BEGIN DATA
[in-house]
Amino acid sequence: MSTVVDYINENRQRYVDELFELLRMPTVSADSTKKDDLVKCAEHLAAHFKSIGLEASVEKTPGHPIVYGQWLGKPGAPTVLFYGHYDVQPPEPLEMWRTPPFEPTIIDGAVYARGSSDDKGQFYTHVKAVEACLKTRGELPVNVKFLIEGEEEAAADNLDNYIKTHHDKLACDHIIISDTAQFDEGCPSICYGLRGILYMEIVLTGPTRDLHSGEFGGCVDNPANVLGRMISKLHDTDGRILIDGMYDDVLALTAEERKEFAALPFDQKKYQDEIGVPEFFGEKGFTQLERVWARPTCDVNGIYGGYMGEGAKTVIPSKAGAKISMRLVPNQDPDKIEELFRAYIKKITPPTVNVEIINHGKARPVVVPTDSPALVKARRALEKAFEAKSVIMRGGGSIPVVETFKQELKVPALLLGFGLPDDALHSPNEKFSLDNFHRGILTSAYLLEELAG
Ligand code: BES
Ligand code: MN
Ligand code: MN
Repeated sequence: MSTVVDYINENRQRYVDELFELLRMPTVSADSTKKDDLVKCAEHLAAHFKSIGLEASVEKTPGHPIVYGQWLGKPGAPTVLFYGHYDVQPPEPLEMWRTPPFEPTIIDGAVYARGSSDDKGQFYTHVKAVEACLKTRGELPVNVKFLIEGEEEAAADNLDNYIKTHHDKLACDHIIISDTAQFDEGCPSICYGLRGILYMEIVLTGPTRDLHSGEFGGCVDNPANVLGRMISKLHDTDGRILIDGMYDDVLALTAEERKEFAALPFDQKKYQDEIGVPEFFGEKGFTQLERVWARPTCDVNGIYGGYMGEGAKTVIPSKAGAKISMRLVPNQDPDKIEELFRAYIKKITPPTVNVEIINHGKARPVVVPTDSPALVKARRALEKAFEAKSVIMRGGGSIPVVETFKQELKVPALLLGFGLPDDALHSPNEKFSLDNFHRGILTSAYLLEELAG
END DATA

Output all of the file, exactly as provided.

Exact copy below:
[in-house]
Amino acid sequence: MSTVVDYINENRQRYVDELFELLRMPTVSADSTKKDDLVKCAEHLAAHFKSIGLEASVEKTPGHPIVYGQWLGKPGAPTVLFYGHYDVQPPEPLEMWRTPPFEPTIIDGAVYARGSSDDKGQFYTHVKAVEACLKTRGELPVNVKFLIEGEEEAAADNLDNYIKTHHDKLACDHIIISDTAQFDEGCPSICYGLRGILYMEIVLTGPTRDLHSGEFGGCVDNPANVLGRMISKLHDTDGRILIDGMYDDVLALTAEERKEFAALPFDQKKYQDEIGVPEFFGEKGFTQLERVWARPTCDVNGIYGGYMGEGAKTVIPSKAGAKISMRLVPNQDPDKIEELFRAYIKKITPPTVNVEIINHGKARPVVVPTDSPALVKARRALEKAFEAKSVIMRGGGSIPVVETFKQELKVPALLLGFGLPDDALHSPNEKFSLDNFHRGILTSAYLLEELAG
Ligand code: BES
Ligand code: MN
Ligand code: MN
Repeated sequence: MSTVVDYINENRQRYVDELFELLRMPTVSADSTKKDDLVKCAEHLAAHFKSIGLEASVEKTPGHPIVYGQWLGKPGAPTVLFYGHYDVQPPEPLEMWRTPPFEPTIIDGAVYARGSSDDKGQFYTHVKAVEACLKTRGELPVNVKFLIEGEEEAAADNLDNYIKTHHDKLACDHIIISDTAQFDEGCPSICYGLRGILYMEIVLTGPTRDLHSGEFGGCVDNPANVLGRMISKLHDTDGRILIDGMYDDVLALTAEERKEFAALPFDQKKYQDEIGVPEFFGEKGFTQLERVWARPTCDVNGIYGGYMGEGAKTVIPSKAGAKISMRLVPNQDPDKIEELFRAYIKKITPPTVNVEIINHGKARPVVVPTDSPALVKARRALEKAFEAKSVIMRGGGSIPVVETFKQELKVPALLLGFGLPDDALHSPNEKFSLDNFHRGILTSAYLLEELAG